Hong Kong’s art scene needs more than just Art Basel

Calls for Hong Kong to get more creative

Red Magazine - - Editor's Note | Contents - WORDS AARON TAM PHO­TOG­RA­PHY AN­THONY WAL­LACE AND PHILIPPE LOPEZ/AFP

Hong Kong saw a creative surge when Art Basel came to town, but there was a push for a more per­ma­nent change to the vis­ual land­scape of the city bet­ter known for its busi­ness hus­tle than its art scene. Asia’s largest art fair un­veiled its first pre­view on March 21 and boosted Hong Kong’s artis­tic cre­den­tials since it first launched in the city four years ago.

A vi­brant, wide-rang­ing “art week” of free ex­hibits and events has grown up around the fair. But for the rest of the year, some feel the city puts too much em­pha­sis on sell­ing, rather than view­ing, with the fo­cus on com­mer­cial gal­leries rather than pub­licly ac­ces­si­ble shows. Hong Kong cur­rently lacks a world class art mu­seum, and mar­quee ex­hi­bi­tions rarely make a stop in the south­ern Chi­nese city. “Ev­ery­thing is about the (com­mer­cial) gal­leries— ev­ery­thing is about it be­ing ex­pen­sive and if you can af­ford it,” said Na­dia Cu­ve­lier, 22, who works in event pro­duc­tion and grew up in Hong Kong. “There’s a cou­ple of walls and a few mu­rals, but it’s so con­tained.” Free­lance pho­tog­ra­pher Jaffa Ho, in his 50s, agrees. “See­ing more art would be bet­ter—Hong Kong would have more cul­ture and in­no­va­tion, more joy and an at­mos­phere of cre­ativ­ity,” he said.

Red Tape

The high­est pro­file public art show to come to Hong Kong in re­cent years was Bri­tish sculp­tor Anotony Gorm­ley’s in­ter­na­tion­ally renowned “Event Hori­zon,” a tour­ing out­door exhibition of shad­owy, life-size male fig­ures, which were scat­tered around the city, some perched on its tow­er­ing rooftops. It was a land­mark show and a big hit with the public, but or­ga­niz­ers say Hong Kong needs to re­duce the red tape.

While it does have a spe­cific arts body, the Hong Kong Arts De­vel­op­ment Coun­cil (HKADC), ob­servers say a more ef­fi­cient ap­proach to hold­ing public ex­hi­bi­tions is needed.It took six months to re­ceive ap­proval for the Gorm­ley show and one statue re­quired mul­ti­ple ap­pli­ca­tions to sev­eral gov­ern­ment de­part­ments, Hong Kong-based co­or­di­na­tor Lev­ina Li-Cad­man told AFP. She likened the pro­ce­dure to ap­ply­ing for a full build­ing ex­ten­sion. Cities like Lon­don and New York have their own public art de­part­ments to stream­line the process, she added.

Hong Kong art com­men­ta­tors say author­i­ties are too cau­tious, for both po­lit­i­cal and prac­ti­cal rea­sons. With con­cern grow­ing in the semi-au­ton­o­mous city that Bei­jing is tight­en­ing its grip, artists in­stalled a dig­i­tal light dis­play run­ning down Hong Kong’s tallest build­ing in 2016. It counted down the sec­onds to 2047—the year the han­dover agree­ment be­tween Bri­tain and China guar­an­tee­ing the city’s free­doms comes to an end. That in­stal­la­tion was re­moved by the HKADC, which said it “demonstrated dis­re­spect.” The dis­play co­in­cided with a highly charged three-day trip to Hong Kong by top Chi­nese of­fi­cial Zhang De­jiang.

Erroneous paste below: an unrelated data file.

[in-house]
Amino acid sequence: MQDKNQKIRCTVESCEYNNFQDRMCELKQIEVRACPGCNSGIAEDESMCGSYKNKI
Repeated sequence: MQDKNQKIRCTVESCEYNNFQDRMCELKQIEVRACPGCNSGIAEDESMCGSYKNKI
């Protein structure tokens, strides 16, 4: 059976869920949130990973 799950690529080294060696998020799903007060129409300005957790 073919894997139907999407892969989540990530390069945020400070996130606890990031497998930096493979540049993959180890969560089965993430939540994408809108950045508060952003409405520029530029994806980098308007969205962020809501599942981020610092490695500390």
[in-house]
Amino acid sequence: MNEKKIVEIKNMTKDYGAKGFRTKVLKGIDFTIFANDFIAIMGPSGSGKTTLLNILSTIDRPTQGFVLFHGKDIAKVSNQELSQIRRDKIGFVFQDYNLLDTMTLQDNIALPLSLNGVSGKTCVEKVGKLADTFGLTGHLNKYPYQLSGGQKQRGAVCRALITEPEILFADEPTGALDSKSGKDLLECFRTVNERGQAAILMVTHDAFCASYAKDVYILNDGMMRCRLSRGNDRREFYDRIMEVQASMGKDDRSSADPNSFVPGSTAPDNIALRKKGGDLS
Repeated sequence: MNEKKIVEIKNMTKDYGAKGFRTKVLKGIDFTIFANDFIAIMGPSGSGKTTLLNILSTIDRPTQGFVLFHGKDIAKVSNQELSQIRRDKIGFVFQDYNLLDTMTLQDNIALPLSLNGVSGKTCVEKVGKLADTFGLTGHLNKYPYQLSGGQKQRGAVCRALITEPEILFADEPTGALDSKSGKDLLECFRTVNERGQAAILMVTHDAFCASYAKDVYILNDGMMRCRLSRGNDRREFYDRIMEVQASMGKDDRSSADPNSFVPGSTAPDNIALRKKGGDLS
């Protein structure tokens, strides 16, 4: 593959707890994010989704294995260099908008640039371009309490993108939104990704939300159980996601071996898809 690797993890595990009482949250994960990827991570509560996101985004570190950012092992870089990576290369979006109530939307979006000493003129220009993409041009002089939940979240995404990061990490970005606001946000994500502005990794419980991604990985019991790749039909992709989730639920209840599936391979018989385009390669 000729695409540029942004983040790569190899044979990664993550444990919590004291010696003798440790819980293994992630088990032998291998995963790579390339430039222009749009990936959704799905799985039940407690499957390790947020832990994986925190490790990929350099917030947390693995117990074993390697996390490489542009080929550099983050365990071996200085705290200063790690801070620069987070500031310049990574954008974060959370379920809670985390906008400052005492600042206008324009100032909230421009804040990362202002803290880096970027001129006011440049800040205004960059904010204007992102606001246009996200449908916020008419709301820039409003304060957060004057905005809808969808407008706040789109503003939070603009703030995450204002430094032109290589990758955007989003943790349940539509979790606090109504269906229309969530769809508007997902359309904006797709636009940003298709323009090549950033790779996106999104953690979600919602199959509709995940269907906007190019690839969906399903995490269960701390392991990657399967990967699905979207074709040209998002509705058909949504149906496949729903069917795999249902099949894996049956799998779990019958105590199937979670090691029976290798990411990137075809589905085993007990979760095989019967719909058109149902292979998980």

Author­i­ties are also hes­i­tant about the

phys­i­cal chal­lenges of in­stalling art in the densely packed city, says art pun­dit John Batten. “The ap­proach to public art is sort of like: okay it has to be safe, se­cond it can’t get in the way,” he said. Batten hopes the city’s new con­tem­po­rary art gallery M+, which is due to open in 2019 but has been mired in de­lays and con­tro­versy, will be a sig­nif­i­cant public art of­fer­ing. But, he says, Hong Kong also needs to change on a deeper level, in­clud­ing em­brac­ing more spon­ta­neous street art and even dec­o­ra­tive store­fronts to im­prove the vis­ual pal­ette.

Artis­tic En­deav­our

Sky-high real es­tate costs can make it hard to find space for pub­licly ac­ces­si­ble art and some pri­vate sec­tor com­pa­nies are now step­ping into the breach, keen to bur­nish their own creative cre­den­tials. One of the top shows that came to Hong Kong dur­ing Art Basel was a col­lec­tion of early paint­ings and draw­ings by the late Iraqi-born Bri­tish ar­chi­tect Zaha Ha­did housed at Ar­tisTree—a huge space for vis­ual and per­form­ing arts, which is part of a com­mer­cial com­plex owned by prop­erty de- veloper Swire. A large-scale in­stal­la­tion by Ger­man mul­ti­me­dia artist Julius Popp, in which a cur­tain of wa­ter droplets forms dif­fer­ent words, was also shown at Swire’s Pa­cific Place mall as it says it wants to help in­cor­po­rate art into ev­ery­day life.

The Ha­did exhibition was brought to Hong Kong by Lon­don’s Ser­pen­tine Gal­leries, whose chief ex­ec­u­tive Yana Peel says col­lab­o­ra­tion be­tween public and pri­vate sec­tors is key to im­prove the “po­lit­i­cal and phys­i­cal” space for art and idea to thrive. “It’s about part­ner­ships—not just pri­vate, not just public—mak­ing sure that ev­ery ac­tor in this pro­duc­tion re­ally cham­pi­ons the kind of en­vi­ron­ment which val­ues creative and artis­tic en­deavor,” she said.

A visi­tor peers into US artist John Baldessari’s “Beethoven’s trum­pet ( With Ear) Opus #133.” Be­low: Hong Kong Art Basel fea­ture by Liz Thomas is Cock­tails in­spired by the works of Andy Warhol.

Op­po­site page: A man looks in­side the sec­tion of Chi­nese artist Zhu Jin­shi’s “Boat” art in­stal­la­tion at The Ro­tunda in Hong Kong.

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